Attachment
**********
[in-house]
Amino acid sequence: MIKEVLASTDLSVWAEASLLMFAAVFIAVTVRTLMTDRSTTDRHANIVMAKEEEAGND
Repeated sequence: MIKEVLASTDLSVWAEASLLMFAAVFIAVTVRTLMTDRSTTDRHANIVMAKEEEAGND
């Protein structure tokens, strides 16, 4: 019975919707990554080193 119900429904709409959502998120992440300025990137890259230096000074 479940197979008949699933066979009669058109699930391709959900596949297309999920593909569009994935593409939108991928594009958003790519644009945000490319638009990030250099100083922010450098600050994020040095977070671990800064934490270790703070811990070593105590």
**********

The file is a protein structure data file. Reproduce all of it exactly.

[in-house]
Amino acid sequence: MIKEVLASTDLSVWAEASLLMFAAVFIAVTVRTLMTDRSTTDRHANIVMAKEEEAGND
Repeated sequence: MIKEVLASTDLSVWAEASLLMFAAVFIAVTVRTLMTDRSTTDRHANIVMAKEEEAGND
């Protein structure tokens, strides 16, 4: 019975919707990554080193 119900429904709409959502998120992440300025990137890259230096000074 479940197979008949699933066979009669058109699930391709959900596949297309999920593909569009994935593409939108991928594009958003790519644009945000490319638009990030250099100083922010450098600050994020040095977070671990800064934490270790703070811990070593105590």